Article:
Acid sulphate (AS) soils are most prevalent in the tropics, but the acidic discharge from cultivated AS soils also threatens water bodies under boreal conditions. Feasible options to reduce the acid load are needed. In this study, the groundwater of an AS field was monitored for 3.5 years, and the efficiency of waterlogging in mitigating the environmental risks caused by acidic discharge was investigated in a 2.5-year experiment with 10 monolithic lysimeters taken from the same field. In order to unravel the transferability of the results from lysimeters to the field scale, the Al, Fe and S concentrations in discharge water from the lysimeters were compared with those in the groundwater of the AS field (pedon and field scale), and in pore water (pedon and horizon scale). In the waterlogged bare lysimeters (HWB), the Al, Fe and S concentrations in discharge waters were broadly similar to those measured in the groundwater and followed the changes in the pore water. In the waterlogged cropped (reed canary grass, Phalaris arundinacea) lysimeters (HWC), in contrast, the discharge waters were markedly higher in Fe and lower in Al than the groundwater in the field. This outcome was attributable to the reduction of Fe3+ to the more soluble Fe2+ and the reduction-induced increase in pH, which enhanced the formation of Al3+ hydroxy species. Lowering of the water table (LWC) caused soil ripening, which resulted in increased saturated hydraulic conductivity and porosity and enhanced the oxidation of sulphidic materials and acid formation. The responses of Al, Fe and S in drainage waters from HWC and LWC lysimeters resembled previous findings in AS soils. Based on this and the similarity between dissolved element concentrations in the discharge water of HWB lysimeters and groundwater in the field, we conclude that our monolithic lysimeters yielded realistic results concerning the efficiency of various methods in mitigating environmental risks related to cultivated AS soils. (C) 2014 Elsevier B.V. All rights reserved.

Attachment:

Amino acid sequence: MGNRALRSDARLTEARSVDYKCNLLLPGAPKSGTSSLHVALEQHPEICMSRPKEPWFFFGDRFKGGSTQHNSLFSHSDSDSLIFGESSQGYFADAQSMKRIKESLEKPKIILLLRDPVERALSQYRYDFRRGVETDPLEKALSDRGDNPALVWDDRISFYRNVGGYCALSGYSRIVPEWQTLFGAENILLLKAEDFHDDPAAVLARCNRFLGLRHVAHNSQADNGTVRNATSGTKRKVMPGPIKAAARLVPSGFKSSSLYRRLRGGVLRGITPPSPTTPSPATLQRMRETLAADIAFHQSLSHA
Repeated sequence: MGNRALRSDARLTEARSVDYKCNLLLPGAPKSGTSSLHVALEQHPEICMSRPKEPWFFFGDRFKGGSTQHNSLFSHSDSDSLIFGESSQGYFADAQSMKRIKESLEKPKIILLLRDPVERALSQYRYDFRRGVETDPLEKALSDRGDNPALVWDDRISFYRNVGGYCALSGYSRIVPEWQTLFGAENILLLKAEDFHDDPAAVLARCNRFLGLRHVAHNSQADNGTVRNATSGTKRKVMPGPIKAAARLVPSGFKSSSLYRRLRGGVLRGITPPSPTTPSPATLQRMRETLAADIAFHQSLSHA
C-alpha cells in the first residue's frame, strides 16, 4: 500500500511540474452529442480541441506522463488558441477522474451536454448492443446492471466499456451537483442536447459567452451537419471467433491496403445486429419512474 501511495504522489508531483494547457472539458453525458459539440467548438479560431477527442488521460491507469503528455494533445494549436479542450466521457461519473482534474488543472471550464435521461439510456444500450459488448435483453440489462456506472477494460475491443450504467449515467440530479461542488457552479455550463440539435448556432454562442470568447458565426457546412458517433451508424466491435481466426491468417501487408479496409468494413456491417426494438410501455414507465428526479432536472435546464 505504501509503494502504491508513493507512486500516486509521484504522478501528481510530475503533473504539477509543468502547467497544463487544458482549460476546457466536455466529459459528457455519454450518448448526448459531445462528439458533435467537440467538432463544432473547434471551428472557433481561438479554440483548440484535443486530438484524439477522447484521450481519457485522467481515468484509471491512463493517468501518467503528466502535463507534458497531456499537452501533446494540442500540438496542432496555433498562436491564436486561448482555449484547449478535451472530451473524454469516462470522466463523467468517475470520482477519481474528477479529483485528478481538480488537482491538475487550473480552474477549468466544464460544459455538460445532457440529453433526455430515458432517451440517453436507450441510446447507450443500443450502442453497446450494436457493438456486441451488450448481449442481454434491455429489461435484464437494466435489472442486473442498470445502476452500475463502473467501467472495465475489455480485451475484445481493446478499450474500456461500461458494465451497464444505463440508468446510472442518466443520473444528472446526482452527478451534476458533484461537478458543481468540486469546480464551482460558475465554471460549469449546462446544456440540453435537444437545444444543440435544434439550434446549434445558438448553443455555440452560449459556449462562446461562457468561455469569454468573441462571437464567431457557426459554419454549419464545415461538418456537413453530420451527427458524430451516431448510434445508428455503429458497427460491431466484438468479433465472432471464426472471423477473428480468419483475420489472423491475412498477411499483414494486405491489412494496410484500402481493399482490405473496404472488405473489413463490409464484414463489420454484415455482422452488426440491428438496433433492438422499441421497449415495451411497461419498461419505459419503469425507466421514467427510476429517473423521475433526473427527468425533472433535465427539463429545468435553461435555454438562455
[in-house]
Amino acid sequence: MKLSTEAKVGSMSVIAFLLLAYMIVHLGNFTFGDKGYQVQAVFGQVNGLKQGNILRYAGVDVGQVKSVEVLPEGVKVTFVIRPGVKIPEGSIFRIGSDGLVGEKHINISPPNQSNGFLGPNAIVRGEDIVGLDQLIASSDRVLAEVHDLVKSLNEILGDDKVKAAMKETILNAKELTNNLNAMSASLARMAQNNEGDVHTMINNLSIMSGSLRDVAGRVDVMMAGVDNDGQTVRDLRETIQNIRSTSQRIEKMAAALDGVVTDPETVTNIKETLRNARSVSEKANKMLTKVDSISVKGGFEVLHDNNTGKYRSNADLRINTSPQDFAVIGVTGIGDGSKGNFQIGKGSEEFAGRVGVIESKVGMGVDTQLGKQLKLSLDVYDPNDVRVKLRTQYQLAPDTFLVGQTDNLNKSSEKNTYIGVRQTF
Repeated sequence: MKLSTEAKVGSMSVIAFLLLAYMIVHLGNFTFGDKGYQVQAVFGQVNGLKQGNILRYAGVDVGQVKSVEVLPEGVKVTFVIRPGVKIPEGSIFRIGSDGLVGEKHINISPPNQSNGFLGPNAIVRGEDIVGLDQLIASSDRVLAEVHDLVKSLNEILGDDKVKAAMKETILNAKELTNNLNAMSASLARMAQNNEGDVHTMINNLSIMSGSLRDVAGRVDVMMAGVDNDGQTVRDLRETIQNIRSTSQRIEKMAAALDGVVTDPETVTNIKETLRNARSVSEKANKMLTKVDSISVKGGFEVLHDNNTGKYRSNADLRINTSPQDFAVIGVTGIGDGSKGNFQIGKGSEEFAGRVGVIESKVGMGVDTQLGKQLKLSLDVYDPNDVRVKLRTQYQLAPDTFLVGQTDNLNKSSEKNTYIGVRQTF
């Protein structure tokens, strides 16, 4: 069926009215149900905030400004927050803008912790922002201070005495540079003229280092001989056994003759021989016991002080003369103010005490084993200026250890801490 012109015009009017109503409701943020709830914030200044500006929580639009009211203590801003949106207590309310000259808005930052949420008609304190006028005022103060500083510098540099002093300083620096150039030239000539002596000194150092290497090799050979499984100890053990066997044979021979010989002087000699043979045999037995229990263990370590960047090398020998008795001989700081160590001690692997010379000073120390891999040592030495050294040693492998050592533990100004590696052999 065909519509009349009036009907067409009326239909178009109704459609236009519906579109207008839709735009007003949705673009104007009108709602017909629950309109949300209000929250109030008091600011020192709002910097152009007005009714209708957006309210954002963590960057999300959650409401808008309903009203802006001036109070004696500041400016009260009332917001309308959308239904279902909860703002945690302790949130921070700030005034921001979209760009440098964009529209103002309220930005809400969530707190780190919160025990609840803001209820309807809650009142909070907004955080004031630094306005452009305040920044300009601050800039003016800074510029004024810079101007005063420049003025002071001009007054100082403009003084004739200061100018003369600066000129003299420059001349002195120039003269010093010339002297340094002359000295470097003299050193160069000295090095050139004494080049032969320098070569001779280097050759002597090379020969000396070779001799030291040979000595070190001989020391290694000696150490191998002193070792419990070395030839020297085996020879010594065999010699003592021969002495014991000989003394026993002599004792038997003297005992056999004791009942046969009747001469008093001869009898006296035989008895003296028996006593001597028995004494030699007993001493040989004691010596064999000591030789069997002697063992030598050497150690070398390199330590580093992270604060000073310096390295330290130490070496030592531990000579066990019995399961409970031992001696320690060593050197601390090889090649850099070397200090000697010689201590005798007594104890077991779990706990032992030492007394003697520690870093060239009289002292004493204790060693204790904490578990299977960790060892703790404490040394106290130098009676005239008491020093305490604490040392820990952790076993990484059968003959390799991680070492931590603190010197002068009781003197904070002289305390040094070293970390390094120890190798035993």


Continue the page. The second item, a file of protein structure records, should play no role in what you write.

- Acid sulphate soil